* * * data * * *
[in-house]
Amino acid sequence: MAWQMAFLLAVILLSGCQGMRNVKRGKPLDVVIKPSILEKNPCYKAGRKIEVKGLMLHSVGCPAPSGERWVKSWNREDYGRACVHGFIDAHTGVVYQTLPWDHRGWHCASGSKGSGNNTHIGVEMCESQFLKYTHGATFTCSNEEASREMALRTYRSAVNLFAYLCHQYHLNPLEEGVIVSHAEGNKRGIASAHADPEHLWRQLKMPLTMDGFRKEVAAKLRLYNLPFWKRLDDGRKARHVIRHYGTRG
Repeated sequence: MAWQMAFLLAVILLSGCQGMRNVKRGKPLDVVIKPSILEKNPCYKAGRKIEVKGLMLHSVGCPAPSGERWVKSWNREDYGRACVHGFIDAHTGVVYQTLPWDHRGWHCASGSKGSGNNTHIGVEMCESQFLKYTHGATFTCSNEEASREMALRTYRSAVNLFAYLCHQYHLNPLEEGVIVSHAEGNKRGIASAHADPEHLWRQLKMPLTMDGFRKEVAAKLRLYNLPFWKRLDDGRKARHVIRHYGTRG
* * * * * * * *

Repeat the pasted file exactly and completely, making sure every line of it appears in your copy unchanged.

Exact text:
[in-house]
Amino acid sequence: MAWQMAFLLAVILLSGCQGMRNVKRGKPLDVVIKPSILEKNPCYKAGRKIEVKGLMLHSVGCPAPSGERWVKSWNREDYGRACVHGFIDAHTGVVYQTLPWDHRGWHCASGSKGSGNNTHIGVEMCESQFLKYTHGATFTCSNEEASREMALRTYRSAVNLFAYLCHQYHLNPLEEGVIVSHAEGNKRGIASAHADPEHLWRQLKMPLTMDGFRKEVAAKLRLYNLPFWKRLDDGRKARHVIRHYGTRG
Repeated sequence: MAWQMAFLLAVILLSGCQGMRNVKRGKPLDVVIKPSILEKNPCYKAGRKIEVKGLMLHSVGCPAPSGERWVKSWNREDYGRACVHGFIDAHTGVVYQTLPWDHRGWHCASGSKGSGNNTHIGVEMCESQFLKYTHGATFTCSNEEASREMALRTYRSAVNLFAYLCHQYHLNPLEEGVIVSHAEGNKRGIASAHADPEHLWRQLKMPLTMDGFRKEVAAKLRLYNLPFWKRLDDGRKARHVIRHYGTRG